Three Things That Belong in Your Marketing Message (and the one that doesn’t)
During a book event recently, I had the opportunity to chat at length with an author. She was promoting her first book, a non-fiction account of the difficult birth of her first son. I asked her what made her turn her blog into a book.
“There wasn’t any literature for new parents going through what I was going through; nothing that could reassure me that there was a light at the end of the tunnel. That I would soon be able to take my son home,” she told me.
Her book’s cover and collateral all said, “You are not alone, and this book will help you.”
Before I could ask more, a potential reader approached her booth. She gave them her message and it resonated. She sold a book.
The success of a book hinges on whether a reader will take the chance on something new. The great news is, readers are always looking for their next book — all you need to do is give them a little nudge in the form of a strong, consistent marketing message.
“What is my marketing message?”
A marketing message is the guiding set of principles you will use to communicate: “buy me” to a potential reader. Importantly, it’s not what you want to tell a reader, it’s what a reader wants to be told by you. It’s an important difference.
There are three key components to a message: the ‘who?’, ‘why?’, and ‘because’.
Who is your audience — the people you know from your research who are buyers for your book. No matter how broad your subject matter or how good your writing is, not everyone is a potential reader. Ask yourself, “which group of readers should buy my book?” If you don’t give people this information, they’ll guess and they may guess wrong.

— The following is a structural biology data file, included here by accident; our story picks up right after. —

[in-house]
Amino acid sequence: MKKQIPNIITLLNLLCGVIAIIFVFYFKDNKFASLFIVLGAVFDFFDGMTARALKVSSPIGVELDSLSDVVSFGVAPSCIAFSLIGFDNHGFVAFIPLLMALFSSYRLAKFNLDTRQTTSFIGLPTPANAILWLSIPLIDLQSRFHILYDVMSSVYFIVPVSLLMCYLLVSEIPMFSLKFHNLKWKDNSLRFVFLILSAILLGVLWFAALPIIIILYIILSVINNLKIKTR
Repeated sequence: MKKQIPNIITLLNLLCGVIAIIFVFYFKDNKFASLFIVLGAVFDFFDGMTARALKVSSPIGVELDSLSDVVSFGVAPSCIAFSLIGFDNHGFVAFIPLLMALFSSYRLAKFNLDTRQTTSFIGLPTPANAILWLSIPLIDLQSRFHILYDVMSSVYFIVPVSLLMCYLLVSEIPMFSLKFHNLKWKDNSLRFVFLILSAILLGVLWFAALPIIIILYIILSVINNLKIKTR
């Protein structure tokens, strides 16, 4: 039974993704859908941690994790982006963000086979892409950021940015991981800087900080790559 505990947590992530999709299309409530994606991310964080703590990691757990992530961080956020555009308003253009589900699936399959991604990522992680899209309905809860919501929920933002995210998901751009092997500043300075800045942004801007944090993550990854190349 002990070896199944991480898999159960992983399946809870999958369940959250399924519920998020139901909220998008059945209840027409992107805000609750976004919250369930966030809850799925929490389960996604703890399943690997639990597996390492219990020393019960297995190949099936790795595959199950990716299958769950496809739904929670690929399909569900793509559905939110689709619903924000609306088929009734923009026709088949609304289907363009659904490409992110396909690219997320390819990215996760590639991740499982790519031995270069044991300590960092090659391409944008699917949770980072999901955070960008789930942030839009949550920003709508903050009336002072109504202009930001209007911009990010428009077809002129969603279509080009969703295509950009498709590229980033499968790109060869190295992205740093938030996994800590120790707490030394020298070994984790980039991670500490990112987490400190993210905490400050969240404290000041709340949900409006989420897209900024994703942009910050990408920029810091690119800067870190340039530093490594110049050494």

The Why gives potential readers a reason to buy. Why should they invest their time reading your book? What breadcrumbs can you drop to lead them to the checkout button?
Because is why a reader will buy your book over another. It’s the hook.
When you put these three components together, a marketing message sounds a lot like, “For the readers who ______, my book is the story of _______, because _______.”
Let’s break down something we’re all familiar with. For example, take this commercial for Swiffer WetJet, a Proctor & Gamble product:
Who: busy new home owners.
Why: look how easy it is! Spray and wipe and throw the pad away.
Because: Swiffer cleans the floor better than your current method.
If we put that all into one sentence, it would sound like: Swiffer WetJet is for busy homeowners who are looking for an easier way to clean their floors because it will clean what your mop and bucket miss. Knowing their message, the Proctor & Gamble marketing team creates a campaign around a hashtag that aligns perfectly to the “because”: #SwifferEffect.
A great example of how to apply this to a direct published work is a book we read for the Goldilocks & the 3 Cares Podcast: Project E.D.E.N by B. Mauritz (available at Amazon).
When you know your message, you can craft tweets that are consistent, like:
— B Mauritz (@B_Mauritz) January 14, 2015
It is difficult to perfect your message, there’s no doubt about it. The one thing you don’t want to do however, is to make your message overly complex. This is characterized by a long, rambling description of the plot, characters, or the different genres the book straddles. Don’t be afraid to edit, edit, and edit. And then test, test, and test on potential readers. You’ll know you’re done when what you have resonates with your audience.
“What do I do with my marketing message?”
Write it down on a piece of paper and tuck it into a drawer. You’re never going to tell a reader your message directly; instead, use it as the basis for where and how you market your book.
What did you do for your marketing message that resonated with readers? Comment below!
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